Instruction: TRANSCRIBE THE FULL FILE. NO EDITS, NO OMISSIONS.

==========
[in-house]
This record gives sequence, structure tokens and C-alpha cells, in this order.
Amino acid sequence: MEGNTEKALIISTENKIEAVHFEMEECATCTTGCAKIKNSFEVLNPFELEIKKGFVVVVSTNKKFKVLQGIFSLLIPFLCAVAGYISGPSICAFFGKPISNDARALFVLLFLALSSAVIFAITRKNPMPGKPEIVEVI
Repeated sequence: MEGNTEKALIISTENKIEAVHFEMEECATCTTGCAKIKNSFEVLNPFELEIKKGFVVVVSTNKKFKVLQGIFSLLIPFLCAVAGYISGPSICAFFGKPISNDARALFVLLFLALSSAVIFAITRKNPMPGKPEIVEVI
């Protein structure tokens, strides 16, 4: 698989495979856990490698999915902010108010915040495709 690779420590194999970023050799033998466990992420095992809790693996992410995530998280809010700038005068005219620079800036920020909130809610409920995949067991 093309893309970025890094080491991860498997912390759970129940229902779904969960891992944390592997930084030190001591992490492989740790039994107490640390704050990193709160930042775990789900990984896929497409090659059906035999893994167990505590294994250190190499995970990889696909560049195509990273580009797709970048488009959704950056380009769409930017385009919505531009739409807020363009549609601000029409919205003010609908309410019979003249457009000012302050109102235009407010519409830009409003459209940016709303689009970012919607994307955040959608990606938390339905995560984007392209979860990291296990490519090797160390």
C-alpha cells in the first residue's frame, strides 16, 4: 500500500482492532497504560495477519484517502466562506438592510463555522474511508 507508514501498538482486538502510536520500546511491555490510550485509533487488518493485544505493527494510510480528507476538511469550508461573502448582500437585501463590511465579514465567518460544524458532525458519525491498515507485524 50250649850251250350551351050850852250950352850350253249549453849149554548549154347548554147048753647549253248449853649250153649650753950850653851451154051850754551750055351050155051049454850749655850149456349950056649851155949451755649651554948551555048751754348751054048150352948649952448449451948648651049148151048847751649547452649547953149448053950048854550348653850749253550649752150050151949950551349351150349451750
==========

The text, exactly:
[in-house]
This record gives sequence, structure tokens and C-alpha cells, in this order.
Amino acid sequence: MEGNTEKALIISTENKIEAVHFEMEECATCTTGCAKIKNSFEVLNPFELEIKKGFVVVVSTNKKFKVLQGIFSLLIPFLCAVAGYISGPSICAFFGKPISNDARALFVLLFLALSSAVIFAITRKNPMPGKPEIVEVI
Repeated sequence: MEGNTEKALIISTENKIEAVHFEMEECATCTTGCAKIKNSFEVLNPFELEIKKGFVVVVSTNKKFKVLQGIFSLLIPFLCAVAGYISGPSICAFFGKPISNDARALFVLLFLALSSAVIFAITRKNPMPGKPEIVEVI
């Protein structure tokens, strides 16, 4: 698989495979856990490698999915902010108010915040495709 690779420590194999970023050799033998466990992420095992809790693996992410995530998280809010700038005068005219620079800036920020909130809610409920995949067991 093309893309970025890094080491991860498997912390759970129940229902779904969960891992944390592997930084030190001591992490492989740790039994107490640390704050990193709160930042775990789900990984896929497409090659059906035999893994167990505590294994250190190499995970990889696909560049195509990273580009797709970048488009959704950056380009769409930017385009919505531009739409807020363009549609601000029409919205003010609908309410019979003249457009000012302050109102235009407010519409830009409003459209940016709303689009970012919607994307955040959608990606938390339905995560984007392209979860990291296990490519090797160390």
C-alpha cells in the first residue's frame, strides 16, 4: 500500500482492532497504560495477519484517502466562506438592510463555522474511508 507508514501498538482486538502510536520500546511491555490510550485509533487488518493485544505493527494510510480528507476538511469550508461573502448582500437585501463590511465579514465567518460544524458532525458519525491498515507485524 50250649850251250350551351050850852250950352850350253249549453849149554548549154347548554147048753647549253248449853649250153649650753950850653851451154051850754551750055351050155051049454850749655850149456349950056649851155949451755649651554948551555048751754348751054048150352948649952448449451948648651049148151048847751649547452649547953149448053950048854550348653850749253550649752150050151949950551349351150349451750